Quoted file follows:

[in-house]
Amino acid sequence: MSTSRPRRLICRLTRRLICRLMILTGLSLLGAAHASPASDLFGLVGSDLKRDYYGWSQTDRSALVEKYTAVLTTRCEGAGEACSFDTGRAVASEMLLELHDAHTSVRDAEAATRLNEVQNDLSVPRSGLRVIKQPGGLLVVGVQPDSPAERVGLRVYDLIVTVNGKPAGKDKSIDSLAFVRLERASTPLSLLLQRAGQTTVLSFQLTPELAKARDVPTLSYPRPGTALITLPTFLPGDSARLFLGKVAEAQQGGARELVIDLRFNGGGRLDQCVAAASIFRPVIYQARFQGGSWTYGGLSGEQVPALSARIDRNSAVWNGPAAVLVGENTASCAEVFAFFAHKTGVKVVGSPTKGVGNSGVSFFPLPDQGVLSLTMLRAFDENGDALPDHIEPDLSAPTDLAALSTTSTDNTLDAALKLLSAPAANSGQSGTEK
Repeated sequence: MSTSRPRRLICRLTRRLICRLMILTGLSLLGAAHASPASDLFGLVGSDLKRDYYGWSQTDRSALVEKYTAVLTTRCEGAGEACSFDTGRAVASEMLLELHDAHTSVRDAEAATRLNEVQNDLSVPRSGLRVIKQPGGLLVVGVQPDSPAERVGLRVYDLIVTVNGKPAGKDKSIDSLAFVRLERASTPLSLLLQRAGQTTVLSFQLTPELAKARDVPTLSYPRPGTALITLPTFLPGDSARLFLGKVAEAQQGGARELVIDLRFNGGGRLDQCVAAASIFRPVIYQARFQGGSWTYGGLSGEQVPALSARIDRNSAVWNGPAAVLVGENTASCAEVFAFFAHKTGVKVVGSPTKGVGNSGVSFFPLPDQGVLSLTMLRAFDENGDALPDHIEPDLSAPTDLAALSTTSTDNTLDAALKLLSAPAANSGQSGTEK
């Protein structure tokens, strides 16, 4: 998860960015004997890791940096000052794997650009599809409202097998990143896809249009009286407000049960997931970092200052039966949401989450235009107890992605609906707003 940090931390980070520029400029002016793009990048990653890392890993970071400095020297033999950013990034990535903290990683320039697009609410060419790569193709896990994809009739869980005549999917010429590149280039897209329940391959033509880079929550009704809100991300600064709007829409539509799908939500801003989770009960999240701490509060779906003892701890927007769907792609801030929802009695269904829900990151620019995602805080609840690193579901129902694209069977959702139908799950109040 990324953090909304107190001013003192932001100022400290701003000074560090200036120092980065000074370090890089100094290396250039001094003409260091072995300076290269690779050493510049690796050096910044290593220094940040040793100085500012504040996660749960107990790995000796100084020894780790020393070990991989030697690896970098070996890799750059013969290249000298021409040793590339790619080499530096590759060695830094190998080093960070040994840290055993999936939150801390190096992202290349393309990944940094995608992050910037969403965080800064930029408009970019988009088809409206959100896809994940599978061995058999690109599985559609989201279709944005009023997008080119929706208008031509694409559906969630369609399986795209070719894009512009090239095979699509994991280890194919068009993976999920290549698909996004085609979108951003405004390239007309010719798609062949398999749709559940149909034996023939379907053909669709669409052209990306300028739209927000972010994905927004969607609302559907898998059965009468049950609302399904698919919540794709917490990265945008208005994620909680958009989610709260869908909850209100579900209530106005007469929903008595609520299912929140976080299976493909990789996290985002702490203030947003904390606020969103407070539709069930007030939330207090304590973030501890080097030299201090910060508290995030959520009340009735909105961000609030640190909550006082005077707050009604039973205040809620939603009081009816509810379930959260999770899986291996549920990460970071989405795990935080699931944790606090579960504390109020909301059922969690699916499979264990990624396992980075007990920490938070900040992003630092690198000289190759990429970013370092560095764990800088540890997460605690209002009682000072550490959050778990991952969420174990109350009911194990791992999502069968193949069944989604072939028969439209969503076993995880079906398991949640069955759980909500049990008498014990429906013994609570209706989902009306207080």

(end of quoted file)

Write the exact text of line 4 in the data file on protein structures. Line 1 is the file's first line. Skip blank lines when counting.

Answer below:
């Protein structure tokens, strides 16, 4: 998860960015004997890791940096000052794997650009599809409202097998990143896809249009009286407000049960997931970092200052039966949401989450235009107890992605609906707003 940090931390980070520029400029002016793009990048990653890392890993970071400095020297033999950013990034990535903290990683320039697009609410060419790569193709896990994809009739869980005549999917010429590149280039897209329940391959033509880079929550009704809100991300600064709007829409539509799908939500801003989770009960999240701490509060779906003892701890927007769907792609801030929802009695269904829900990151620019995602805080609840690193579901129902694209069977959702139908799950109040 990324953090909304107190001013003192932001100022400290701003000074560090200036120092980065000074370090890089100094290396250039001094003409260091072995300076290269690779050493510049690796050096910044290593220094940040040793100085500012504040996660749960107990790995000796100084020894780790020393070990991989030697690896970098070996890799750059013969290249000298021409040793590339790619080499530096590759060695830094190998080093960070040994840290055993999936939150801390190096992202290349393309990944940094995608992050910037969403965080800064930029408009970019988009088809409206959100896809994940599978061995058999690109599985559609989201279709944005009023997008080119929706208008031509694409559906969630369609399986795209070719894009512009090239095979699509994991280890194919068009993976999920290549698909996004085609979108951003405004390239007309010719798609062949398999749709559940149909034996023939379907053909669709669409052209990306300028739209927000972010994905927004969607609302559907898998059965009468049950609302399904698919919540794709917490990265945008208005994620909680958009989610709260869908909850209100579900209530106005007469929903008595609520299912929140976080299976493909990789996290985002702490203030947003904390606020969103407070539709069930007030939330207090304590973030501890080097030299201090910060508290995030959520009340009735909105961000609030640190909550006082005077707050009604039973205040809620939603009081009816509810379930959260999770899986291996549920990460970071989405795990935080699931944790606090579960504390109020909301059922969690699916499979264990990624396992980075007990920490938070900040992003630092690198000289190759990429970013370092560095764990800088540890997460605690209002009682000072550490959050778990991952969420174990109350009911194990791992999502069968193949069944989604072939028969439209969503076993995880079906398991949640069955759980909500049990008498014990429906013994609570209706989902009306207080």